“Most people work just hard enough not to get fired and get paid just enough money not to quit.”
— George Carlin
Whether you feel like one of the people Carlin is referring to or whether you love your job and would never consider leaving, you can’t escape the fact that job hopping is becoming more common. Today’s workers stay at a job for around 4.4 years, according to the Bureau of Labor Statistics. This may not sound too bad, however, it is projected that recent college grads could see that average drop even further.
1. Job Hopping Has Become the New Normal
It used to be the case that the appearance of “job hopping” resulted in your resume going into the circular file (the trash). But all that has changed. According to a recent article in Forbes:
91% of Millennials (people born between 1977-1997) expect to stay in a job for less than three years … That means twenty-somethings could have 15 – 20 different employers over the course of their working lives!
The days of lifetime employment with a single company are over. What does this mean for you? It means you constantly need to keep yourself ahead of the game, assuming that soon enough you might be on a job hunt.
In this article, I’m going to go over some strategies that help me reduce or eliminate downtime in between projects and can help you avoid an extended period of unemployment.
As a consultant, as soon as I get a new project, I start looking for the next one because I never know how long it will last. While you probably won’t be changing jobs as often as I do, you should still be mindful of available opportunities that you will inevitably need in the future.
According to the Bureau of Labor Statistics, There were over 130,000 workers laid off every month from April 2012 through May 2013! While the economy is slowly getting better, there is still a strong probability that your current job won’t last as long as you think.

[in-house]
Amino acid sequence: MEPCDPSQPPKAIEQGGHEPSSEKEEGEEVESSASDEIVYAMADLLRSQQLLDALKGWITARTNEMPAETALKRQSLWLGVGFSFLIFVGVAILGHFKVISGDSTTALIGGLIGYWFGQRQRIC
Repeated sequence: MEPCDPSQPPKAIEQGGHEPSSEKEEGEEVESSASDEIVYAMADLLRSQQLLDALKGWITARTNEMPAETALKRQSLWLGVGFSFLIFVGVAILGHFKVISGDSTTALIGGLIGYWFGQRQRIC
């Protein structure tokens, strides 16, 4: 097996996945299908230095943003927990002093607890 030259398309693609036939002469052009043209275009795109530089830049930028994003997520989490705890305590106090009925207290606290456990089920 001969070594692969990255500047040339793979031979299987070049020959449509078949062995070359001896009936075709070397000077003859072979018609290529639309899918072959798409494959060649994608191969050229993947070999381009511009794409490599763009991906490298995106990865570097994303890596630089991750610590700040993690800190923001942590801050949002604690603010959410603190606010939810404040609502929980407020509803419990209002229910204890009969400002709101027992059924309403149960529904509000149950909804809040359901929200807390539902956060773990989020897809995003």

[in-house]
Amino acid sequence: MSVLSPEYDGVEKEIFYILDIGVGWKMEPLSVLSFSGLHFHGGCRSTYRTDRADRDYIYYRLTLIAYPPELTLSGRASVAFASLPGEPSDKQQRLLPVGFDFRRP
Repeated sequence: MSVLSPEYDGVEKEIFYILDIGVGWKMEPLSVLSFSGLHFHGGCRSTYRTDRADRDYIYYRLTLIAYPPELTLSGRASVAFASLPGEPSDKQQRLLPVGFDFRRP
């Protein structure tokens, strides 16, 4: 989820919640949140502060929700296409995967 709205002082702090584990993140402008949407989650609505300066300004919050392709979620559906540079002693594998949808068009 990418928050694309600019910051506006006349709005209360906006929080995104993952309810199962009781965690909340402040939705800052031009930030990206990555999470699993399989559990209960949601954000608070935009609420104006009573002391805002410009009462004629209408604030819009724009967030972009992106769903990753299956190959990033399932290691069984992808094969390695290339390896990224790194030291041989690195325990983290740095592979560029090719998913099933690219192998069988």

Almost every company in the world posts their open positions somewhere online and the larger ones have an intranet site where you can find openings before the general public. Perusing this list every few months will keep you abreast of opportunities that you might be interested in down the road. You may see a job that you’re just a bit under-qualified for now but with a little more time and a slight change of focus in your current role you could be a perfect match.
The total value of mergers and acquisitions in the U.S. increased 56% in the first quarter of 2014 versus the same period a year ago. The only way most of these deals make financial sense is through serious cost cutting of overlapping functions.
What this means is that your job could be one of those that becomes redundant!
Don’t make the big mistake of ignoring your industry contacts after you score a new job. A network is a lot like a garden; it needs regular care and feeding or it will wither and die.
A great way I found to maintain my network is to setup a schedule of reminders to reach out to everyone at least once a year. This may sound like a tremendous task if you have a large network, but it’s not so large if you break it down.
There are around 250 business days in a year. Reaching out to just one person a day, via phone or email, would probably be enough to cover the average person’s contact list. If you have more than 250 contacts, increase it to 2 or 3 a day. Or send out a group update or even a short newsletter to keep people informed and your name out there.
If you work for large corporation, don’t forget to stay in touch with coworkers in other departments, divisions or even other countries. They can make you aware of openings or new initiatives that may interest you.
Think About the Big Picture
Take a few moments to ask yourself these three questions:
- If my job disappeared today, what viable options would I have?
- When was the last time I checked the company Intranet site for job postings?
- How well have I been keeping in touch with my industry contacts?
If you continually assess where you stand and how well you are prepared for change, you can make better choices in where you choose to work, how long you work there, and who you reach out to for assistance. And that’s a big step towards thinking like a consultant.
Emma Iskowitz contributed to this article.